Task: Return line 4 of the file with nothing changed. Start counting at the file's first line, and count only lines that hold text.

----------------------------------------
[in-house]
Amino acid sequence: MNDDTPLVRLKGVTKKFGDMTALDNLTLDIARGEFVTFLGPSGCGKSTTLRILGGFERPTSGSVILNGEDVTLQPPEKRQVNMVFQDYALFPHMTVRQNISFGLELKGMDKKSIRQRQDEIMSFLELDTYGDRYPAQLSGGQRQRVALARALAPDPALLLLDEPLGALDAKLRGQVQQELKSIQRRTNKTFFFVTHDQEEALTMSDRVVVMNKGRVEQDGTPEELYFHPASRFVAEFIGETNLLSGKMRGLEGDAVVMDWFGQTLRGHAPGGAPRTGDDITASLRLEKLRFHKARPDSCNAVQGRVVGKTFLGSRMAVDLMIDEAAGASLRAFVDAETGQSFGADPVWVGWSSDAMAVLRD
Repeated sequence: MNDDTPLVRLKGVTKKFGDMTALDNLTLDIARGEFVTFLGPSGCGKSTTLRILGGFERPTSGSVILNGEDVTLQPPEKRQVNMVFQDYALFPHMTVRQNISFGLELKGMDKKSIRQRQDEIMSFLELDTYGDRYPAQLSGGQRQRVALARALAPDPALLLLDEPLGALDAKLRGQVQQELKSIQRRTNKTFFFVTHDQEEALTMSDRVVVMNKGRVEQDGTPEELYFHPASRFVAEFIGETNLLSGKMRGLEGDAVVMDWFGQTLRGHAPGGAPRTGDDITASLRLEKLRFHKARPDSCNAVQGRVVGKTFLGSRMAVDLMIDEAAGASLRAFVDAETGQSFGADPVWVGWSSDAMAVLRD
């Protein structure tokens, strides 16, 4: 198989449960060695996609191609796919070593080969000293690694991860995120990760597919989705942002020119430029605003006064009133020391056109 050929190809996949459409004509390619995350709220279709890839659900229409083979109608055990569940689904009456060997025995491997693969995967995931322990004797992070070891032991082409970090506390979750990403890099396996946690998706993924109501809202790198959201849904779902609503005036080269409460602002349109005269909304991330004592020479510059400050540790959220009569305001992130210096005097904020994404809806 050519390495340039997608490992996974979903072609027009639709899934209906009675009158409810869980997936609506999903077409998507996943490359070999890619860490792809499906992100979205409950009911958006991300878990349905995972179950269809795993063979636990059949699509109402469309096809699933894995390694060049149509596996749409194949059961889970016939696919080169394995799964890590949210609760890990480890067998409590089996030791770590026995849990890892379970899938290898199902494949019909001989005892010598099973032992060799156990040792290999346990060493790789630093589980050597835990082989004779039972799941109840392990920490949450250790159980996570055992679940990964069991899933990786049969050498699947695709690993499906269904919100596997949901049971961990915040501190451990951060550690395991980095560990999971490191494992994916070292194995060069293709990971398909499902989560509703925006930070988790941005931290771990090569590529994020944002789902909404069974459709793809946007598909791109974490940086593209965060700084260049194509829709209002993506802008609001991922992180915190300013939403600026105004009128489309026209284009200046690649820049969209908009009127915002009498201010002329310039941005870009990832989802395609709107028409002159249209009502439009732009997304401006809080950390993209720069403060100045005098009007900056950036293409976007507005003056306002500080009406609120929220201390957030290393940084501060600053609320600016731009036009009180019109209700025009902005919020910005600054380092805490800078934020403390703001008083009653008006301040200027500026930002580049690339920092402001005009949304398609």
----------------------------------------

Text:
């Protein structure tokens, strides 16, 4: 198989449960060695996609191609796919070593080969000293690694991860995120990760597919989705942002020119430029605003006064009133020391056109 050929190809996949459409004509390619995350709220279709890839659900229409083979109608055990569940689904009456060997025995491997693969995967995931322990004797992070070891032991082409970090506390979750990403890099396996946690998706993924109501809202790198959201849904779902609503005036080269409460602002349109005269909304991330004592020479510059400050540790959220009569305001992130210096005097904020994404809806 050519390495340039997608490992996974979903072609027009639709899934209906009675009158409810869980997936609506999903077409998507996943490359070999890619860490792809499906992100979205409950009911958006991300878990349905995972179950269809795993063979636990059949699509109402469309096809699933894995390694060049149509596996749409194949059961889970016939696919080169394995799964890590949210609760890990480890067998409590089996030791770590026995849990890892379970899938290898199902494949019909001989005892010598099973032992060799156990040792290999346990060493790789630093589980050597835990082989004779039972799941109840392990920490949450250790159980996570055992679940990964069991899933990786049969050498699947695709690993499906269904919100596997949901049971961990915040501190451990951060550690395991980095560990999971490191494992994916070292194995060069293709990971398909499902989560509703925006930070988790941005931290771990090569590529994020944002789902909404069974459709793809946007598909791109974490940086593209965060700084260049194509829709209002993506802008609001991922992180915190300013939403600026105004009128489309026209284009200046690649820049969209908009009127915002009498201010002329310039941005870009990832989802395609709107028409002159249209009502439009732009997304401006809080950390993209720069403060100045005098009007900056950036293409976007507005003056306002500080009406609120929220201390957030290393940084501060600053609320600016731009036009009180019109209700025009902005919020910005600054380092805490800078934020403390703001008083009653008006301040200027500026930002580049690339920092402001005009949304398609």